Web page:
"Living to be tough is not being tough.

"Human life is not about being tough – it is about being kind and being good.

"Those who live to be tough should wake up to the fact that they are troublemakers and that troublemakers are not a welcome breed.

"They should also awaken to living just once and how much time they are wasting on thinking tough. That doesn't sound much like being tough at all."

often in gutter press policies. That can make it much harder for the general public to begin to fully appreciate the implications of the conspiratorial murder of a journalist.

I was imprisoned for several years for once attempting to publish something someone in high places didn't want published. I was a young greenhorn at the time, too naive to cover my tracks and, more importantly, to safeguard myself.

I was up against a well-oiled machine powered by the dogma of status quo. Was it worth it? Yes. To compromise your own ethics can sometimes be far worse.

The journalist is often the most seen yet less recognised professional working within the reach of danger.

It fell to me at the time as reporter to write the front page story that appeared on the bulk of the newspaper’s regional editions across London and the eastern counties.

The report was purely factual, gathered from police, military and medical sources and eye witnesses. The IRA had already claimed responsibility, according to official sources.

Right beneath the banner headline was my name. I often wondered what editorial discussion may have led to the decision to use such a headline.

For several days I nervously glanced across the road from the fifth-floor newsroom window to the multi-storey car park just yards
away, wondering if a mortar might be fired in retaliation while life in the newsroom just went on as usual.

Over the years, dozens of journalists have been killed at their work, many for being where and who they were at the time, while others have been assassinated for political or for other equally sinister motives.

Reputable journalists do not lie. They might make mistakes, but they do not lie. Fear of exposure, fear of loss, can


by Keith Harris

That was the two-inch banner headline splashed across the front page of the local newspaper after a bomb exploded at Colchester army barracks in the UK in the late 1980s. If you are or aspire to be a journalist, then this report concerns you.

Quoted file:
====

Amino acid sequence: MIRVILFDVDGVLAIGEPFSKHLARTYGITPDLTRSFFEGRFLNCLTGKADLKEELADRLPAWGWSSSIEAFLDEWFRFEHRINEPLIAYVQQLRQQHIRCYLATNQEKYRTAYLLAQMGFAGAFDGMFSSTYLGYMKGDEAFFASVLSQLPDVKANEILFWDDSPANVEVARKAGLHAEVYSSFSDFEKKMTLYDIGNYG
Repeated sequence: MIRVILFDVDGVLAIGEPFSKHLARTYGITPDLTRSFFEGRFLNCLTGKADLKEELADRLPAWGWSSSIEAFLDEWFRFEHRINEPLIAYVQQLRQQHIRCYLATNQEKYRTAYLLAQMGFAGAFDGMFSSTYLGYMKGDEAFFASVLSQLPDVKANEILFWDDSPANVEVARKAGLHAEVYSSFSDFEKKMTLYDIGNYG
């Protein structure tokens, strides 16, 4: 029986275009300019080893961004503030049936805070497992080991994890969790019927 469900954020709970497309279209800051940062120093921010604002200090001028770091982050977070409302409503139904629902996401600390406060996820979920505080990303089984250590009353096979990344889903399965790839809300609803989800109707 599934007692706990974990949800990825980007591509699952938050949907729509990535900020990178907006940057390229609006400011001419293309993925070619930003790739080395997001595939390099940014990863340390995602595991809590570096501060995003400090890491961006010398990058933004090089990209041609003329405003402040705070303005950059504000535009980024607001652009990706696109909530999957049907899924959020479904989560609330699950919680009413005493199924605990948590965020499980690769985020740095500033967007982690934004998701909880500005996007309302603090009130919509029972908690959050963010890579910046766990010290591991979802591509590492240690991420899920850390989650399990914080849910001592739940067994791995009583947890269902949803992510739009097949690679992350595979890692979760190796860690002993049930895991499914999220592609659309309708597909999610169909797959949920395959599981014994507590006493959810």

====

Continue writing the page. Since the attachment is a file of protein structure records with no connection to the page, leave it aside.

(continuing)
lead people into desperate and dangerous action that rebounds on others. Every day dozens of reports stream from differently troubled parts of the world, sent by journalists who are recording what is going on. Such people's lives are in constant danger.

The journalist is a public emissary for people in being at places that those people are not or cannot be.

Those who would wish to silence journalists seek to prevent them imparting knowledge and facts to the people. That makes those wishing to silence journalists enemies of the common good. These are hard, reasoned conclusions.

Journalists can also be a publicly misunderstood lot, with much of the blame

Irish Independent journalist Veronica Guerin paid the ultimate price when she was murdered in Dublin while working on a criminal investigation. Journalists are murdered throughout the world with distressing regularity.

There are other, unplanned dangers, physical and psychological. In short, there are the stories behind the compilation of the news.

These are the stories that don’t get told. Like how the writer felt about being caught up in and with the circumstances of the story.

Like how they assimilate and live with such stories of their own and of those around them, be it in the newsroom or in the field.

Like how such events might have changed their own lives, and how they look back upon those circumstances and changes.


These are real stories of the real world, of being caught up in and part of the news itself.

They are stories that should be told because journalists are people too. And told they will be, but not only for that.

Others can benefit by their experience, including those who might aspire to the ranks of journalism. And, let’s be honest now – everyone likes a good story.

For more detailed information send an email to seeds with the word 'more info' as subject.